The Presidential Issue Facing LHS

(Official White House photo by Pete Souza)

(Official White House photo by Pete Souza)

Benjamin Daresavi, Writer

The misuse of the Presidential Seal is not something to be taken lightly. According to 18 U.S. Code § 713, which is a compilation of federal laws that outlines rules and regulations for activities that take place within the United States, it is illegal to use the Presidential Seal without prior approval from the President of the United States. Those who break this law can face fines and imprisonment. Despite some people claiming it as an outdated and unenforceable law, it holds great importance.

Individuals who consider the law trivial are simply unable to understand its significance. It is impossible to differentiate between an unapproved use of the Presidential Seal, such as in a class presentation, from one that has been officially approved by the President. Every time the Presidential Seal is seen, it raises the question, at least within my mind, of the immense and difficult hoop-jumping performed by an individual to land an interview with a man like Joseph Robinette Biden Jr.

The abuse of the Presidential Seal can also pose a severe threat to the country. A malicious group could potentially use the seal to send a declaration of war to another country, such as Canada, which could lead to a mistaken belief of an imminent attack and subsequent retaliation. This would convey a false impression of sponsorship or approval by the United States government. In such a case, if the other country were to believe the seal to be official, it could lead to serious consequences. However, 18 U.S. Code § 713 is thankfully in place to prevent such scenarios from occurring.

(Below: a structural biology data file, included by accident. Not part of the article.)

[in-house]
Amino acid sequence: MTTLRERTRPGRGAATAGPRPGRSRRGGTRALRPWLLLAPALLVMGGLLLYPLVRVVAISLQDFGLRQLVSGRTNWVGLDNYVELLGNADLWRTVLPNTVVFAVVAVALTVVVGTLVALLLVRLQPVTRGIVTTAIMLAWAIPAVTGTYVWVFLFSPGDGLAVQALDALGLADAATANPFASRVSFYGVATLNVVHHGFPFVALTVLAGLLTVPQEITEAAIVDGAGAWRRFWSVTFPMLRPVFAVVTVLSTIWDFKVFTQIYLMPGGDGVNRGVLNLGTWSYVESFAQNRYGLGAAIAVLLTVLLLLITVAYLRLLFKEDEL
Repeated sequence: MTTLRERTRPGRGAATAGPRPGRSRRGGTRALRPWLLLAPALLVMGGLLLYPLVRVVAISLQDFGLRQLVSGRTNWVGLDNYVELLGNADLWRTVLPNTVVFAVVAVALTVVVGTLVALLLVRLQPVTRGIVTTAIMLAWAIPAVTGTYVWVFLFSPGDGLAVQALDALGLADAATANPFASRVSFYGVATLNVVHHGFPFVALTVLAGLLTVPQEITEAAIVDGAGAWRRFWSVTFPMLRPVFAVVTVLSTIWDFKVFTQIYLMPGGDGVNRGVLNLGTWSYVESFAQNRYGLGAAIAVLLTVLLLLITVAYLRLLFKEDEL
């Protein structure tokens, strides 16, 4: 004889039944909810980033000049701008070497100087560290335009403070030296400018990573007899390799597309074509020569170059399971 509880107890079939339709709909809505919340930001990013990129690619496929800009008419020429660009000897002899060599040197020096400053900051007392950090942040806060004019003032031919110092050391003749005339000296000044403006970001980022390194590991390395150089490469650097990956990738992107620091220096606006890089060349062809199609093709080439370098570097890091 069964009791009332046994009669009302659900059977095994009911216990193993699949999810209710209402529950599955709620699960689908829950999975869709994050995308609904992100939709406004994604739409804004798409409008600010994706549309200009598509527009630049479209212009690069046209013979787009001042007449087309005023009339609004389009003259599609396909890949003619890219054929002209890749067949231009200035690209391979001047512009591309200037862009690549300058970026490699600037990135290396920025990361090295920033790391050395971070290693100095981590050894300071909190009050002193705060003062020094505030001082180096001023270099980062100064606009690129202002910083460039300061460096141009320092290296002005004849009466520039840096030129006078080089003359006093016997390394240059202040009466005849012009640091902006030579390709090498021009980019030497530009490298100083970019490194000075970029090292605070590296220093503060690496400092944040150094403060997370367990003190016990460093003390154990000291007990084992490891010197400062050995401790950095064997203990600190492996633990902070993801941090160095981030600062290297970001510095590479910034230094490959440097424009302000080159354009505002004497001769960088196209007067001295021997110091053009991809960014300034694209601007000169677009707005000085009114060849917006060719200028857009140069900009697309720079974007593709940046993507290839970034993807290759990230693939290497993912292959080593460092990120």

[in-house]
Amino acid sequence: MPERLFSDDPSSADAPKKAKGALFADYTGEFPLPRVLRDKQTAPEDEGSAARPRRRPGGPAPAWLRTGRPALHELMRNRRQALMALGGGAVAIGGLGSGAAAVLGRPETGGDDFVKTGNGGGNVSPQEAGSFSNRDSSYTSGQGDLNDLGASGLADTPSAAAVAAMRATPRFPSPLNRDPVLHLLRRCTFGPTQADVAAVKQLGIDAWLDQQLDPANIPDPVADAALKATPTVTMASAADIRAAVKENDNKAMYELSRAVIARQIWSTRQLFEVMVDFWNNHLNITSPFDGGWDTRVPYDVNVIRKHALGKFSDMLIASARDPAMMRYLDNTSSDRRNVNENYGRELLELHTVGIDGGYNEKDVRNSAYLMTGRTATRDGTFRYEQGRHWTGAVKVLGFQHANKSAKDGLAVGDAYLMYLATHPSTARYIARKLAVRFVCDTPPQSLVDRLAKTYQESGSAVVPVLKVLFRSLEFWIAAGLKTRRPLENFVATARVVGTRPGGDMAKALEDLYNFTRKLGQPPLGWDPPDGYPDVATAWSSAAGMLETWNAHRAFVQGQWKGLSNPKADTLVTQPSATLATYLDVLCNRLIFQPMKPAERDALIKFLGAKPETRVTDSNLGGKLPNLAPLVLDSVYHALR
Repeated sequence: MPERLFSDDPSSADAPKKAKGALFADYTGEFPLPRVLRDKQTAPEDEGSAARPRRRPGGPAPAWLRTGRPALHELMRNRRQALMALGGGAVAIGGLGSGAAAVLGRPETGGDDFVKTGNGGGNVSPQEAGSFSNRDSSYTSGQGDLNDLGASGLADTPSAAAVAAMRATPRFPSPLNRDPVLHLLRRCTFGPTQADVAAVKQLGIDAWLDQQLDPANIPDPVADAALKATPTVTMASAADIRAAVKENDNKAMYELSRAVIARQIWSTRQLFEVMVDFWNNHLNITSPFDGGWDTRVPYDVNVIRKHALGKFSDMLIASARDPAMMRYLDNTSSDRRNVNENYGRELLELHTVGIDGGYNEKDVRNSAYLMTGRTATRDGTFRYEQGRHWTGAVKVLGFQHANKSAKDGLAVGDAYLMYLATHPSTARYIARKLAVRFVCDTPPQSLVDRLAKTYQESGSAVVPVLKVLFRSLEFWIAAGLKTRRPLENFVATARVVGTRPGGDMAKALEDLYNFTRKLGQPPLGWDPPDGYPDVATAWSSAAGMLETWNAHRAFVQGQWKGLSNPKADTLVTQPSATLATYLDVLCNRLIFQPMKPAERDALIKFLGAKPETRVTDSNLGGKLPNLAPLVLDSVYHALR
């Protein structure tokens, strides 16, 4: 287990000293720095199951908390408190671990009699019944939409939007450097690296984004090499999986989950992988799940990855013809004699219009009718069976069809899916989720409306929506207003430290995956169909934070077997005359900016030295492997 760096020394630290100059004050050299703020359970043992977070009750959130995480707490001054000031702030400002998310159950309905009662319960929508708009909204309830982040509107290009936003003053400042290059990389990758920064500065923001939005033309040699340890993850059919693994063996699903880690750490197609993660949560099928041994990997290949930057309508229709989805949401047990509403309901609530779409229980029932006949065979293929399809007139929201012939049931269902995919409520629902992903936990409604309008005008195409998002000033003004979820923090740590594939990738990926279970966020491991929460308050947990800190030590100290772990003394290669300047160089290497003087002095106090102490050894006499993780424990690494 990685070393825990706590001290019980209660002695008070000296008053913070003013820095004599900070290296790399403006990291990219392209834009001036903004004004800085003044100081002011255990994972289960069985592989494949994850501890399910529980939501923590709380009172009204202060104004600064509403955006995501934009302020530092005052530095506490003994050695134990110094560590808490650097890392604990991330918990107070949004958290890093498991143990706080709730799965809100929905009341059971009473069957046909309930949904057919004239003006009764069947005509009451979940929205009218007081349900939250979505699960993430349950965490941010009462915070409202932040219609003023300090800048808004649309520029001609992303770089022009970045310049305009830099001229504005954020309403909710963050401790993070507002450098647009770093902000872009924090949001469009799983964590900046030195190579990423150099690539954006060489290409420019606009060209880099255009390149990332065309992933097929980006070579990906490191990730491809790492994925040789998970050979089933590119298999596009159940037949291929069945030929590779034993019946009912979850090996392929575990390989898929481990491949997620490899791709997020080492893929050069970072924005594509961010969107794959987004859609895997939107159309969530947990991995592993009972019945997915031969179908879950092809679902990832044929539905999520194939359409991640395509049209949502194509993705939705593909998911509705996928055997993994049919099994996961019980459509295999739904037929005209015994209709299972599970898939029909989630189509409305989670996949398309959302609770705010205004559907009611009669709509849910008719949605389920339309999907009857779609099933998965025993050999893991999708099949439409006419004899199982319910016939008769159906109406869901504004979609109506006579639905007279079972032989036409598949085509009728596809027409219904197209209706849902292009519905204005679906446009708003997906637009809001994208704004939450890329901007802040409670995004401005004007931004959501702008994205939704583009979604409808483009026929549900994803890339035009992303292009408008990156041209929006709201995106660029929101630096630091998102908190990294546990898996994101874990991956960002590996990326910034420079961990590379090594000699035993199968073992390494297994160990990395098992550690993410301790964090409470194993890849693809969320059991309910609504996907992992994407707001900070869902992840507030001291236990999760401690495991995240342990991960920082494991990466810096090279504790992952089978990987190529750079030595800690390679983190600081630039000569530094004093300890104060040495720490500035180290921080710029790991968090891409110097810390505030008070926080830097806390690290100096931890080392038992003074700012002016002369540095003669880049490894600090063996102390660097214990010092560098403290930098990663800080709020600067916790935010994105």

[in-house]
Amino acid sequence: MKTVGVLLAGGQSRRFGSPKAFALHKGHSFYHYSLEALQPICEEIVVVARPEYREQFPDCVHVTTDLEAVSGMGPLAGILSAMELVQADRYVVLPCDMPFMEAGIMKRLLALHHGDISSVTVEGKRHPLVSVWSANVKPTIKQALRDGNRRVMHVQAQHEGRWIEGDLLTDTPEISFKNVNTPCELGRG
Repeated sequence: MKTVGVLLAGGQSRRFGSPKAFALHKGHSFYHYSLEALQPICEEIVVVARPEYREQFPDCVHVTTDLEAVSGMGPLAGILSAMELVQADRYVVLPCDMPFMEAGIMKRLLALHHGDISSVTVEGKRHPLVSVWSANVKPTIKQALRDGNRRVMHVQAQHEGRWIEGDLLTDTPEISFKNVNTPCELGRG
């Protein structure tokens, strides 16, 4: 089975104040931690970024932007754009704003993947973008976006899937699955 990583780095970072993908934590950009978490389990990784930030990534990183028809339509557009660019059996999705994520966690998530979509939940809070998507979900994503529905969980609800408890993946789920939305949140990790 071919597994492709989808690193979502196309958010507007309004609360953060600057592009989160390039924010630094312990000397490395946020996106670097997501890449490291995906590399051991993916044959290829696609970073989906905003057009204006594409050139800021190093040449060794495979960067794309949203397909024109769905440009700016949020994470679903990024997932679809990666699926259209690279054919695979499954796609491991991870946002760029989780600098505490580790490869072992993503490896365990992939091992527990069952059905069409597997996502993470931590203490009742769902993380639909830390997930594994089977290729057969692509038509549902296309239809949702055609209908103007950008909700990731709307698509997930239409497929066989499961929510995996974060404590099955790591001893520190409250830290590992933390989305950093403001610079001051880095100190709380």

The violation of this law within schools can have detrimental consequences. According to Statista, the United States saw about 1,993 property crimes per 100,000 citizens in 2021. The illegal usage of Presidential Seals may be a contributing factor to this high crime rate. Seeing a school or government-controlled organization illegally using the seal may lead young people to believe that breaking laws is acceptable. This type of thinking can have a negative impact on society as a whole.

I conducted an experiment in Mr. Johnson’s 5th Period AP U.S. History class to gauge my classmates’ understanding of the Presidential Seal and 18 U.S. Code § 713. I entered the room with the Presidential Seal duct-taped to my chest (President Biden had not given me permission) patiently awaiting a response. To my surprise, instead of being outraged and immediately reporting me for breaking the law, they simply looked at me in confusion. When I informed them of the law I was violating, they seemed indifferent, perplexed and even questioned my sanity. Although, one student did have the knowledge to comment that I should be punished for breaking the law.

“You deserve to rot in prison for life.” was what I was told by Senior Henry Churilla.

My experiment in APUSH revealed a valuable insight: many people have a lack of knowledge about our most important U.S. laws. Fortunately, the solution is straightforward. To ensure the safety of our school community and adherence to federal law, I recommend Leonardtown should display posters around the building informing students of the contents and importance of 18 U.S. Code § 713.